Getty Images

Rose (64) peaking just ahead of the U.S. Open

By Nick MentaMay 25, 2018, 8:40 pm

A former U.S. Open champion appears to be finding his form just three weeks ahead of the year's second major.

Justin Rose ascended to the top of the leaderboard Friday at the Fort Worth Invitational, with rounds of 66-64 pushing him to 10 under par for the week.

Through 36 at Colonial, Rose has marked 12 birdies against just two bogeys.

"Yeah, I did a lot of good things today," Rose said. "I think, you know, the end of my round got a little scrappy, but until the last three holes it was pretty flawless. I think I hit every fairway pretty much and obviously every green to that point. ...

"Yeah, the way I played through, I guess through my first 15 holes today, was about as good as I've played in a long time."


Full-field scores from the Fort Worth Invitational

Fort Worth Invitational: Articles, photos and videos


Rose won in back-to-back weeks last fall, stunning Dustin Johnson at the WGC-HSBC Championship and riding that victory right into another at the Turkish Airlines Open.

Now the 2013 U.S. Open winner at Merion feels himself once again rounding into form ahead of this year's Open at Shinnecock. A final-round 66 at The Players gave Rose something to focus on in his recent practice sessions with swing coach Sean Foley, as the two work to shore up the timing of Rose's transition into the downswing.

As for his decision to tee it up at Colonial for the first time since 2010, "It was more the run of form really," Rose explained. "I feel like if I didn't play here it was going to be a little spotty going into the U.S. Open. I felt like I wanted to play enough golf where I would have a good read on my game going into Shinnecock.

"So rather than the venue it was more the timing, but it's obviously it's just such a bonus to be on a great layout like this."

For whatever reason, Rose does tend to play his best golf at iconic venues, having won PGA Tour events at Muirfield Village, Aronimink, Cog Hill, Doral, Merion and Congressional.

Getty Images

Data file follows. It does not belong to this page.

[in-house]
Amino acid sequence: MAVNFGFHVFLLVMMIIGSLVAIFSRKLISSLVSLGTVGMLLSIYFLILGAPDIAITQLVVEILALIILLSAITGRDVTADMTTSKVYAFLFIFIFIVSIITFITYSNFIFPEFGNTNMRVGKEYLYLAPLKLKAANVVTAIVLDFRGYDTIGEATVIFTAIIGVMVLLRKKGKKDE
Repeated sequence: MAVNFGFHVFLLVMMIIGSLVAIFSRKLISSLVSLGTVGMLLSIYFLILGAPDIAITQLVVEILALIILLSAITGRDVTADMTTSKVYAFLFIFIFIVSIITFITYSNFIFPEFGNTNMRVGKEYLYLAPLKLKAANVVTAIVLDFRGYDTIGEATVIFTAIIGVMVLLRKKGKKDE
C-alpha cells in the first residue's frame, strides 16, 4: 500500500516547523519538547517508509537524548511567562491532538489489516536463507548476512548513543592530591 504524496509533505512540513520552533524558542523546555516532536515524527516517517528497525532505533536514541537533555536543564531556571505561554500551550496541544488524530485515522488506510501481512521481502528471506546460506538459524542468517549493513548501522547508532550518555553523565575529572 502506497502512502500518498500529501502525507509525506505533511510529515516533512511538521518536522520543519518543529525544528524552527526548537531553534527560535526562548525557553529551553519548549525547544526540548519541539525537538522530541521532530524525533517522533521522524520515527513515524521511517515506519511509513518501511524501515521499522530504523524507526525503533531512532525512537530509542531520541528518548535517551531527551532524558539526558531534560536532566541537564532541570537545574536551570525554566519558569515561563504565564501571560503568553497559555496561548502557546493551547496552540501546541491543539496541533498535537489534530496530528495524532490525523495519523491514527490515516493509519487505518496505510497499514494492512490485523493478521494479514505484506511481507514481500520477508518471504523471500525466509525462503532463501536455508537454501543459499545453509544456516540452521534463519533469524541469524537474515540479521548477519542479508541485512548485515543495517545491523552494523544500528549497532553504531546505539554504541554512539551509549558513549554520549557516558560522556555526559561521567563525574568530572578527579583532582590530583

Koepka (63): Two wrist dislocations in two months

By Nick MentaMay 25, 2018, 8:19 pm

Brook Koepka's journey back from a wrist injury that kept him out four months hasn't been totally smooth sailing, even if his play has suggested otherwise.

Koepka on Friday fired a 7-under 63 to move up the leaderboard into a tie for third, three shots behind leader Justin Rose through the end of the morning wave at the Fort Worth Invitational.

After a slow start Thursday saw him play his first 13 holes 3 over, Koepka is 10 under with 11 birdies in his last 23 holes at Colonial.

"It doesn't matter to me. I could care less. I'm still going to try as hard as I can," Koepka said. "I don't care how many over or how many under I am. Still going to fight through it."


Full-field scores from the Fort Worth Invitational

Fort Worth Invitational: Articles, photos and videos


Just like he's been fighting his wrist the last two months or so. Koepka reinjured his wrist the Wednesday of The Players when he was practicing on the range and had to halt mid-swing after a golf cart drove in front of him. He nonetheless managed to finish T-11.

And that's not the only issue he's had with that wrist during his return.

"We had a bone pop out of place. I didn't tell anybody, but, yeah, they popped it back in," Koepka admitted Friday. "Luckily enough we kind of popped it back into place right away so it wasn't stiff and I didn't have too, too many problems.

"Yeah. I mean, I've dislocated my wrist twice in the last two months. You know, different spots, but, I mean, it's fun. I'll be all right."

Getty Images

Twitter spat turns into fundraising opportunity

By Rex HoggardMay 25, 2018, 6:30 pm

Country music star Jake Owen, along with Brandt Snedeker, has turned a spat on Twitter into a fundraising campaign that will support Snedeker’s foundation.

On Thursday, Owen was criticized during the opening round of the Web.com Tour’s Nashville Golf Open, which benefits the Snedeker Foundation, for his poor play after opening with an 86.

In response, Snedeker and country singer Chris Young pledged $5,000 for every birdie that Owen makes on Friday in a campaign called NGO Birdies for Kids

Although Owen, who is playing the event on a sponsor exemption, doesn’t tee off for Round 2 in Nashville until 2 p.m. (CT), the campaign has already generated interest, with NBC Sports/Golf Channel analyst Peter Jacobsen along with Web.com Tour player Zac Blair both pledging $100 for every birdie Owen makes.

Getty Images

Noren so impressed by Rory: 'I'm about to quit golf'

By Golf Channel DigitalMay 25, 2018, 5:33 pm

Alex Noren won the BMW PGA Championship last year, one of his nine career European Tour victories.

He opened his title defense at Wentworth Club in 68-69 and is tied for fourth through two rounds. Unfortunately, he's five back of leader Rory McIlroy. And after playing the first two days alongside McIlroy, Noren, currently ranked 19th in the world, doesn't seem to like his chances of back-to-back wins.

McIlroy opened in 67 and then shot a bogey-free 65 in second round, which included pars on the pair of par-5 finishing holes. Noren walked away left in awe.

"That's the best round I've ever seen," Noren said. "I'm about to quit golf, I think."

Check out the full interview below: